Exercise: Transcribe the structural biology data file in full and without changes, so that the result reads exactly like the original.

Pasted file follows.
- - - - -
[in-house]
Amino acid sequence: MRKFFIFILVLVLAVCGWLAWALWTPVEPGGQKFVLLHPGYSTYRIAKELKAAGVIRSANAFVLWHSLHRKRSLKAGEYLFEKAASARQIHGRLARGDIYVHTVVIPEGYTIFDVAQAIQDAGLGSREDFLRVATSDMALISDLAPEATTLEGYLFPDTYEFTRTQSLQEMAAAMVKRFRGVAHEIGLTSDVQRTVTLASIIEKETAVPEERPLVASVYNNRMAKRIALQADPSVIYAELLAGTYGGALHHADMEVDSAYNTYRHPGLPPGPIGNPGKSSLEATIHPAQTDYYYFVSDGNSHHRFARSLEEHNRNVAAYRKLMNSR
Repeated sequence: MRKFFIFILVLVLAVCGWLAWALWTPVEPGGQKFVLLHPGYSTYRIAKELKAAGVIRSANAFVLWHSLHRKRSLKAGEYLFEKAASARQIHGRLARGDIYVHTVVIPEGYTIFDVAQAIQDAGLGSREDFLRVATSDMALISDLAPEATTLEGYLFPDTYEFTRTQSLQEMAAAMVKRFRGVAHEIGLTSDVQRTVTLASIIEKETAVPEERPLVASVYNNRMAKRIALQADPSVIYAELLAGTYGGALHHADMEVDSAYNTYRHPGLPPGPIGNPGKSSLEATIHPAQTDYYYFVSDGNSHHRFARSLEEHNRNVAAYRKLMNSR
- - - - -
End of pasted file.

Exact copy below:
[in-house]
Amino acid sequence: MRKFFIFILVLVLAVCGWLAWALWTPVEPGGQKFVLLHPGYSTYRIAKELKAAGVIRSANAFVLWHSLHRKRSLKAGEYLFEKAASARQIHGRLARGDIYVHTVVIPEGYTIFDVAQAIQDAGLGSREDFLRVATSDMALISDLAPEATTLEGYLFPDTYEFTRTQSLQEMAAAMVKRFRGVAHEIGLTSDVQRTVTLASIIEKETAVPEERPLVASVYNNRMAKRIALQADPSVIYAELLAGTYGGALHHADMEVDSAYNTYRHPGLPPGPIGNPGKSSLEATIHPAQTDYYYFVSDGNSHHRFARSLEEHNRNVAAYRKLMNSR
Repeated sequence: MRKFFIFILVLVLAVCGWLAWALWTPVEPGGQKFVLLHPGYSTYRIAKELKAAGVIRSANAFVLWHSLHRKRSLKAGEYLFEKAASARQIHGRLARGDIYVHTVVIPEGYTIFDVAQAIQDAGLGSREDFLRVATSDMALISDLAPEATTLEGYLFPDTYEFTRTQSLQEMAAAMVKRFRGVAHEIGLTSDVQRTVTLASIIEKETAVPEERPLVASVYNNRMAKRIALQADPSVIYAELLAGTYGGALHHADMEVDSAYNTYRHPGLPPGPIGNPGKSSLEATIHPAQTDYYYFVSDGNSHHRFARSLEEHNRNVAAYRKLMNSR